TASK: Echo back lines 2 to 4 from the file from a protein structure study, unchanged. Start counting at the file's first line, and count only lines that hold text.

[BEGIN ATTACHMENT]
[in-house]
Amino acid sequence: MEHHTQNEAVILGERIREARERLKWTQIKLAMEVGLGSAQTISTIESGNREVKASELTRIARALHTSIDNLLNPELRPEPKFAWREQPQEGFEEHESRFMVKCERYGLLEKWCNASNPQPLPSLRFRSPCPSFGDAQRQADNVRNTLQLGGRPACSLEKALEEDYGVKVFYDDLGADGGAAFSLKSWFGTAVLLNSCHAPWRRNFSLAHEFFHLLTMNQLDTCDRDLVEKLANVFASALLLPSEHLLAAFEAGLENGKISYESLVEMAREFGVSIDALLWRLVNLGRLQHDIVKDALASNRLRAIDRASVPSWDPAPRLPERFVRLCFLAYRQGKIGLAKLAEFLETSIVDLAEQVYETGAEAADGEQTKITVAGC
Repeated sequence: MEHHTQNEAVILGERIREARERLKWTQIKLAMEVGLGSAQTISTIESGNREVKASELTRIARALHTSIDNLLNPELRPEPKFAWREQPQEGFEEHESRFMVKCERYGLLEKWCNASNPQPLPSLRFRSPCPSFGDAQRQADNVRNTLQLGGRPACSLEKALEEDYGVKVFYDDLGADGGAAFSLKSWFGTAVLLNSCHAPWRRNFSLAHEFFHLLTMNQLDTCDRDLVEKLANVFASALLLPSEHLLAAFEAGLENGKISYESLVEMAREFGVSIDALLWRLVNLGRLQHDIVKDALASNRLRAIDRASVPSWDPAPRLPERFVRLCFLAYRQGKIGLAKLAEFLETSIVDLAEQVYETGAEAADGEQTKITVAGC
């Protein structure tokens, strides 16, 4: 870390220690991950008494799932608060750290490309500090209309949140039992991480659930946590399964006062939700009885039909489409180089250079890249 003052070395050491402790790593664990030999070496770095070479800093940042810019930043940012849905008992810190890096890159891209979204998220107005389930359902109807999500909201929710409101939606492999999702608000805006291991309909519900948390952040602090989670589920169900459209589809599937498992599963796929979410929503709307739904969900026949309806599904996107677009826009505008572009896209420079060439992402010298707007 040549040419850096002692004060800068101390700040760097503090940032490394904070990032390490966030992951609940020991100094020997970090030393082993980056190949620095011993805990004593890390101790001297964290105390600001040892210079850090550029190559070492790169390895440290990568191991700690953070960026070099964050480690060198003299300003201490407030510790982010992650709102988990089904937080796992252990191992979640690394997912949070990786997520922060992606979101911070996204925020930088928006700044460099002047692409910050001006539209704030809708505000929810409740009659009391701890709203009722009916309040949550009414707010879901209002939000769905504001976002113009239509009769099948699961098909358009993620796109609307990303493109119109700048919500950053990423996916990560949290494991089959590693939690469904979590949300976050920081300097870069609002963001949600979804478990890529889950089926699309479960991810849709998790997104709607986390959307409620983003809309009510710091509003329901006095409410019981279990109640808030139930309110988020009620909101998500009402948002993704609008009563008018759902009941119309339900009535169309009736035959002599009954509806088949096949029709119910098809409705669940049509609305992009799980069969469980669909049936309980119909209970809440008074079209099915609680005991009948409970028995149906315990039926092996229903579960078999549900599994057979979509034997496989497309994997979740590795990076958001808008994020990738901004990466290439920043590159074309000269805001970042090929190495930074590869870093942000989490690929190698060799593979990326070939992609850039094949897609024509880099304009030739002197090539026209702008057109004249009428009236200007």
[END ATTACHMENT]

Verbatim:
Amino acid sequence: MEHHTQNEAVILGERIREARERLKWTQIKLAMEVGLGSAQTISTIESGNREVKASELTRIARALHTSIDNLLNPELRPEPKFAWREQPQEGFEEHESRFMVKCERYGLLEKWCNASNPQPLPSLRFRSPCPSFGDAQRQADNVRNTLQLGGRPACSLEKALEEDYGVKVFYDDLGADGGAAFSLKSWFGTAVLLNSCHAPWRRNFSLAHEFFHLLTMNQLDTCDRDLVEKLANVFASALLLPSEHLLAAFEAGLENGKISYESLVEMAREFGVSIDALLWRLVNLGRLQHDIVKDALASNRLRAIDRASVPSWDPAPRLPERFVRLCFLAYRQGKIGLAKLAEFLETSIVDLAEQVYETGAEAADGEQTKITVAGC
Repeated sequence: MEHHTQNEAVILGERIREARERLKWTQIKLAMEVGLGSAQTISTIESGNREVKASELTRIARALHTSIDNLLNPELRPEPKFAWREQPQEGFEEHESRFMVKCERYGLLEKWCNASNPQPLPSLRFRSPCPSFGDAQRQADNVRNTLQLGGRPACSLEKALEEDYGVKVFYDDLGADGGAAFSLKSWFGTAVLLNSCHAPWRRNFSLAHEFFHLLTMNQLDTCDRDLVEKLANVFASALLLPSEHLLAAFEAGLENGKISYESLVEMAREFGVSIDALLWRLVNLGRLQHDIVKDALASNRLRAIDRASVPSWDPAPRLPERFVRLCFLAYRQGKIGLAKLAEFLETSIVDLAEQVYETGAEAADGEQTKITVAGC
């Protein structure tokens, strides 16, 4: 870390220690991950008494799932608060750290490309500090209309949140039992991480659930946590399964006062939700009885039909489409180089250079890249 003052070395050491402790790593664990030999070496770095070479800093940042810019930043940012849905008992810190890096890159891209979204998220107005389930359902109807999500909201929710409101939606492999999702608000805006291991309909519900948390952040602090989670589920169900459209589809599937498992599963796929979410929503709307739904969900026949309806599904996107677009826009505008572009896209420079060439992402010298707007 040549040419850096002692004060800068101390700040760097503090940032490394904070990032390490966030992951609940020991100094020997970090030393082993980056190949620095011993805990004593890390101790001297964290105390600001040892210079850090550029190559070492790169390895440290990568191991700690953070960026070099964050480690060198003299300003201490407030510790982010992650709102988990089904937080796992252990191992979640690394997912949070990786997520922060992606979101911070996204925020930088928006700044460099002047692409910050001006539209704030809708505000929810409740009659009391701890709203009722009916309040949550009414707010879901209002939000769905504001976002113009239509009769099948699961098909358009993620796109609307990303493109119109700048919500950053990423996916990560949290494991089959590693939690469904979590949300976050920081300097870069609002963001949600979804478990890529889950089926699309479960991810849709998790997104709607986390959307409620983003809309009510710091509003329901006095409410019981279990109640808030139930309110988020009620909101998500009402948002993704609008009563008018759902009941119309339900009535169309009736035959002599009954509806088949096949029709119910098809409705669940049509609305992009799980069969469980669909049936309980119909209970809440008074079209099915609680005991009948409970028995149906315990039926092996229903579960078999549900599994057979979509034997496989497309994997979740590795990076958001808008994020990738901004990466290439920043590159074309000269805001970042090929190495930074590869870093942000989490690929190698060799593979990326070939992609850039094949897609024509880099304009030739002197090539026209702008057109004249009428009236200007």